Competitive Advantage

Many service firms fail to articulate how what they do impacts the business. Doing this requires a bit more business knowledge than most small entrepreneurs have. 

If you’re a mature, small business or mid-sized company, then you probably already have the knowledge you need to articulate these things properly. 

It may not have been clear that it should be tied directly into marketing, but these are all competitive advantages. When you can be very clear about what you do and how it impacts another business’s bottom line, that’s a competitive advantage. 

Chart Your Impact

So you want to chart the potential impact of what you can do. There are a couple of ways you can do this. 

Case Studies Are Important

You can do it through case studies. So let’s say you’ve worked with companies already, and they’re willing to share the concrete numbers of any sort of impact that it had. In terms of content, a white paper can take 20-30 hours to complete over time, and that project can take 6-8 weeks to do. 

An immediate impact that outsourcing a white paper would have is that 20-30 hours is not something that an employee has to clock time for. As a former employee, I couldn’t say that I didn’t spend all 40 of my hours doing work for my company. You do things like go to the bathroom, answer emails, and things like that. 

When you outsource content to accompany like Defy The Status Quo, we’re going to have to email back and forth, but you’re not billed for our bathroom trips. That’s kind of where the differences are. Also, 6-8 weeks is a long time. If an employee takes up that project halfheartedly, it may never get done. It may take more time or you may have to consistently remind them.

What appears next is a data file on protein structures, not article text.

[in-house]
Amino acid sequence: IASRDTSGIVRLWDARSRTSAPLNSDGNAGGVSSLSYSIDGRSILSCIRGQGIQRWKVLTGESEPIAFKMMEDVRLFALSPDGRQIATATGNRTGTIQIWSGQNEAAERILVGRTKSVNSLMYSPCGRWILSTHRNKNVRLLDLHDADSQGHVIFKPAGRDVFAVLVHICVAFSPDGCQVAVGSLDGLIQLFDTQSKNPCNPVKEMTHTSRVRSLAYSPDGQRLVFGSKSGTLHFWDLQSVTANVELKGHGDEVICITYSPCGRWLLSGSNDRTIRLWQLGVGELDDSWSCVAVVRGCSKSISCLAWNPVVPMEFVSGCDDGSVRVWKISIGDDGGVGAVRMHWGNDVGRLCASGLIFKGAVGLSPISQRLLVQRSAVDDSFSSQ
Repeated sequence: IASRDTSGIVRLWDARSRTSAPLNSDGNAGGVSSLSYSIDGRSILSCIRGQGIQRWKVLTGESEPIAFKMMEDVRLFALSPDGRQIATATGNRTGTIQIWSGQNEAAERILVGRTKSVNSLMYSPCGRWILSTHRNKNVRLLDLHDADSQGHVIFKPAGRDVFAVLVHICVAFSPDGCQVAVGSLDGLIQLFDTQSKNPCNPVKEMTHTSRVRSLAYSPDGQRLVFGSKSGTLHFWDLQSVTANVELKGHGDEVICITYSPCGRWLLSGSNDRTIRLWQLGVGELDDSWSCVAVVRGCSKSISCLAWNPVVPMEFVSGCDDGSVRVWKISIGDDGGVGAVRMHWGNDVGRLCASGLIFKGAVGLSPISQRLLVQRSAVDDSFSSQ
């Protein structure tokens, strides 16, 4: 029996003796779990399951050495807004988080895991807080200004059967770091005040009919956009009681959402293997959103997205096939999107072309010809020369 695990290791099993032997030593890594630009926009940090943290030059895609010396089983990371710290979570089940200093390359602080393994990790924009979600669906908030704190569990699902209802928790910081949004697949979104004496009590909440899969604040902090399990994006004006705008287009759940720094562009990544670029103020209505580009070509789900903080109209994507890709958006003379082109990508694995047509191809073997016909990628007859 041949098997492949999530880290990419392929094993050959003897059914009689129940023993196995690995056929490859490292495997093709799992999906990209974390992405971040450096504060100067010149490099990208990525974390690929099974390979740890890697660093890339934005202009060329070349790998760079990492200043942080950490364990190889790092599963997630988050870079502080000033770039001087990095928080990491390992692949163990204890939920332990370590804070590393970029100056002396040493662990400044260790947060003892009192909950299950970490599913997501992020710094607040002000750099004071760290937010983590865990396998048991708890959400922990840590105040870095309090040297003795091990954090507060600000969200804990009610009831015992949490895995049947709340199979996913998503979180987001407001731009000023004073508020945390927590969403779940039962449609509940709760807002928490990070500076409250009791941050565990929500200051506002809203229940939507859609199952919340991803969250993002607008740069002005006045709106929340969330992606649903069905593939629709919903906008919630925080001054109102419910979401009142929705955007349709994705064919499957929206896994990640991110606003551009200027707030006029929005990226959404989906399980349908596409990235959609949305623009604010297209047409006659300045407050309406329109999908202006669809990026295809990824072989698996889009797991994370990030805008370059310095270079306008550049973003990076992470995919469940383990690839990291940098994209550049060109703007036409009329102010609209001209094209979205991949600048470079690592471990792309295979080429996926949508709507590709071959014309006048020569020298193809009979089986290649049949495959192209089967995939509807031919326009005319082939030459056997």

There’s another metric there because you as the person who’s commissioning the project doesn’t have to do a lot of handholding, which is something that my clients value a lot. 

Brand Perception as a Metric

So if you can, it’s always relevant to look at business metrics that are impacted by the project. But if not a direct business metric, maybe something like brand perception. 

So again, back to our web design. What is the impact on the perception of the brand? If you’re saying you’re a forward-thinking, innovative, digital marketing company, but your website looks like it’s from 1995… That’s not going to help your brand perception. 

Do Your Research

Looking at actual numbers, the business could definitely look up research in terms of marketing and psychology, and see how things like website design or a lack of a website can actually impact sales. 

There’s research out there almost guaranteed to help you, and help you add some numbers to turn your business story into a more compelling argument for your services. 

You Are Selling Value

As a service-based business, we are often told to sell value. You’re not just selling your service or time. You’re not necessarily selling skill either.

The question I’ll leave you with is: How can you sell value if you don’t know what your value is? 

If you’re clear on one business metric that your company’s services help impact, go ahead and leave it for us in the comments. I’d love to have this discussion and explore the logic behind the business metric that you chose.